By Oliver Creighton, Bob Croft and Stephen Rippon
The Archaeology of South West England (2008)
Introduction: The period covered by this review runs from the Norman Conquest in 1066 through to the Dissolution of the monasteries in the 16th century, and unlike the pre-Conquest period is rich in both archaeology (including a continuous ceramic sequence across the region) and documentary sources. Like every region of England, the South West is rich in Medieval archaeology preserved within the fabric of today’s historic landscape, as extensive relict landscapes in areas of the countryside that are no longer used as intensively as they were in the past, and buried beneath our towns, villages, farmsteads and the plough soil. In places this Medieval archaeology has seen intensive research, but unfortunately it is sorely lacking in synthesis. In common with the rest of the country, the study of the Medieval period in the South West has also suffered from a fragmentation of scholarship, with detailed studies of documentary archives, place- names, archaeology and standing buildings all to often being carried out in isolation.
A number of important overviews have been published in recent decades both on a county basis, for example, Cornwall (Preston-Jones and Rose 1986), Somerset (Aston and Burrow 1982; Aston 1988), the former Avon area (Aston and Iles 1986) and Gloucestershire (Finberg 1975), and at a more regional scale (Aston and Lewis 1994; Kain and Ravenhill 1999), though these mostly have a broad landscape focus.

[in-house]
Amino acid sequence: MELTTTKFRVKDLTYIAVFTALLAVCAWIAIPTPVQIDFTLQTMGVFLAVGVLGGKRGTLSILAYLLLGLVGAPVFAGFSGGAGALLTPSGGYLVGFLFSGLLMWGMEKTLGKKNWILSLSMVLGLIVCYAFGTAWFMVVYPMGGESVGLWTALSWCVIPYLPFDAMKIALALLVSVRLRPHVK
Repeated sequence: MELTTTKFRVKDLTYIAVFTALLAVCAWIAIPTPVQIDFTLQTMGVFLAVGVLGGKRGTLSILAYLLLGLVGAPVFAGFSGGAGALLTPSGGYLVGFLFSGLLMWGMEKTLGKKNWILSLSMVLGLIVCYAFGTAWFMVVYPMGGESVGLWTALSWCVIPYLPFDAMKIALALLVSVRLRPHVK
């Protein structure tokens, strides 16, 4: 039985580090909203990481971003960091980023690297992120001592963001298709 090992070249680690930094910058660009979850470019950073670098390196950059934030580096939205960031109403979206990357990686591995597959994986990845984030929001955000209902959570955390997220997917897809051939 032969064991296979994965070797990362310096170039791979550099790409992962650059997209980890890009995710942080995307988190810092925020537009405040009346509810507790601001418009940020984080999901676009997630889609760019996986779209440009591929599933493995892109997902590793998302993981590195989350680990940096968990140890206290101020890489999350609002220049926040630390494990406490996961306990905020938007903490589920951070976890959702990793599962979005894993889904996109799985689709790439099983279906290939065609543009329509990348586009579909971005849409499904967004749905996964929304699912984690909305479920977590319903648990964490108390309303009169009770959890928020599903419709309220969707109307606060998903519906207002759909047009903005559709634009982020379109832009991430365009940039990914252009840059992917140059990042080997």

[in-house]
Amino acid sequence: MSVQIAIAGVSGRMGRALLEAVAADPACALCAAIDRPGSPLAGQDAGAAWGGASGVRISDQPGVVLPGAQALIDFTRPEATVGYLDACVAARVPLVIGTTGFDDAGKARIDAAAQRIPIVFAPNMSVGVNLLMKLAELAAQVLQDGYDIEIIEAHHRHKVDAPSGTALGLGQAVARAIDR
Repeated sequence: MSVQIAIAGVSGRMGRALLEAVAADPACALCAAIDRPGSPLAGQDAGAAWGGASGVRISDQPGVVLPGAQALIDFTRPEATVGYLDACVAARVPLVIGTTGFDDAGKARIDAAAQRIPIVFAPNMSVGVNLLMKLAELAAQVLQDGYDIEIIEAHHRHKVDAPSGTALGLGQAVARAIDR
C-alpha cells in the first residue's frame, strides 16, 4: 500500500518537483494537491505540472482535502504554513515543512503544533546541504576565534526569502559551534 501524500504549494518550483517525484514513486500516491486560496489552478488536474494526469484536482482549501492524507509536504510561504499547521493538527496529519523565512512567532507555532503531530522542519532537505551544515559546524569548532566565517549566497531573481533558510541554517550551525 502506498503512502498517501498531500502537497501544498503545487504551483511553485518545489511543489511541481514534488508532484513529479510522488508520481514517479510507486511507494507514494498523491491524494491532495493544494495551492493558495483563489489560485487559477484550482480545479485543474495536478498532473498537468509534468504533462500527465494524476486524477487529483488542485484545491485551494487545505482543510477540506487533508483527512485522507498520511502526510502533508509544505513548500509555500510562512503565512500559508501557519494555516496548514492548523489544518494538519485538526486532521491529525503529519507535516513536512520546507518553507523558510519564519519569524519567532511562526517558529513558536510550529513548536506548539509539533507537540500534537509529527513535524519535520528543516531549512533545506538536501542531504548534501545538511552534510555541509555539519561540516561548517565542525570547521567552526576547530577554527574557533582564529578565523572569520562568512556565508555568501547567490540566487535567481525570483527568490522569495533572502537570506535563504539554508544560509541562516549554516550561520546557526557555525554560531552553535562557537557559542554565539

Unlike the preceding millennium, which had seen the upheavals of the Roman conquest and then growing Anglo-Saxon influence, and the related socio-economic transformations reflected, for example, in the emergence, virtual desertion and then revival of an urban hierarchy, the post-Conquest Medieval period was one of relative social, political and economic continuity. Most of the key character defining features of the region – the foundations of its urban hierarchy, its settlement patterns and field systems, its industries and its communication systems – actually have their origins in the pre-Conquest period, and the 11th to 13th centuries simply saw a continuation of these developments rather than anything radically new: new towns were created and monasteries founded, settlement and field systems spread out into the more marginal environments, industrial production expanded and communication systems were improved, but all of these developments were built on pre-Conquest foundations (with the exception of urbanisation in the far south-west). It istrue that the 14th century saw a major demographic decline, and resulting adjustments in the economy, but in contrast to the end of the Roman period the majority of the Medieval rural landscape and its towns continued in use.